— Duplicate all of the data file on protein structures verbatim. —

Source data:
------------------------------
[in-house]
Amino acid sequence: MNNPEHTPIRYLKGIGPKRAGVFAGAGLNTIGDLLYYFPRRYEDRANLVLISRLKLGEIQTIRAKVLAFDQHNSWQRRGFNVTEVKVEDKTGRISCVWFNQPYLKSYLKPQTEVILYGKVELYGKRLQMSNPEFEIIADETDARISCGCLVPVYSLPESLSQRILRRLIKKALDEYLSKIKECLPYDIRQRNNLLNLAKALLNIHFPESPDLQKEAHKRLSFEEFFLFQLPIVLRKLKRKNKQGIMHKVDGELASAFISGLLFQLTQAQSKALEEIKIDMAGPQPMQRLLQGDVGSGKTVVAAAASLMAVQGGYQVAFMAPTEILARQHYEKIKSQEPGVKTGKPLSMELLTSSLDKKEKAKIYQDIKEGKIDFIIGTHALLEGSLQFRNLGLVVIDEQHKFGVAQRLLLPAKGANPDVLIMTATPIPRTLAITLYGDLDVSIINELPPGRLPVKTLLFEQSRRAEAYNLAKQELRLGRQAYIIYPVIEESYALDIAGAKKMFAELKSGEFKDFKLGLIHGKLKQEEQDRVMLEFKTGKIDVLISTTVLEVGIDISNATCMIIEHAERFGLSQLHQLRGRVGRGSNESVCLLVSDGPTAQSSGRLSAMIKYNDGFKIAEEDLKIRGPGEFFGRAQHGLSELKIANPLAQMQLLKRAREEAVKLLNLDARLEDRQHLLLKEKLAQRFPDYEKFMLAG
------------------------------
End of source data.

[in-house]
Amino acid sequence: MNNPEHTPIRYLKGIGPKRAGVFAGAGLNTIGDLLYYFPRRYEDRANLVLISRLKLGEIQTIRAKVLAFDQHNSWQRRGFNVTEVKVEDKTGRISCVWFNQPYLKSYLKPQTEVILYGKVELYGKRLQMSNPEFEIIADETDARISCGCLVPVYSLPESLSQRILRRLIKKALDEYLSKIKECLPYDIRQRNNLLNLAKALLNIHFPESPDLQKEAHKRLSFEEFFLFQLPIVLRKLKRKNKQGIMHKVDGELASAFISGLLFQLTQAQSKALEEIKIDMAGPQPMQRLLQGDVGSGKTVVAAAASLMAVQGGYQVAFMAPTEILARQHYEKIKSQEPGVKTGKPLSMELLTSSLDKKEKAKIYQDIKEGKIDFIIGTHALLEGSLQFRNLGLVVIDEQHKFGVAQRLLLPAKGANPDVLIMTATPIPRTLAITLYGDLDVSIINELPPGRLPVKTLLFEQSRRAEAYNLAKQELRLGRQAYIIYPVIEESYALDIAGAKKMFAELKSGEFKDFKLGLIHGKLKQEEQDRVMLEFKTGKIDVLISTTVLEVGIDISNATCMIIEHAERFGLSQLHQLRGRVGRGSNESVCLLVSDGPTAQSSGRLSAMIKYNDGFKIAEEDLKIRGPGEFFGRAQHGLSELKIANPLAQMQLLKRAREEAVKLLNLDARLEDRQHLLLKEKLAQRFPDYEKFMLAG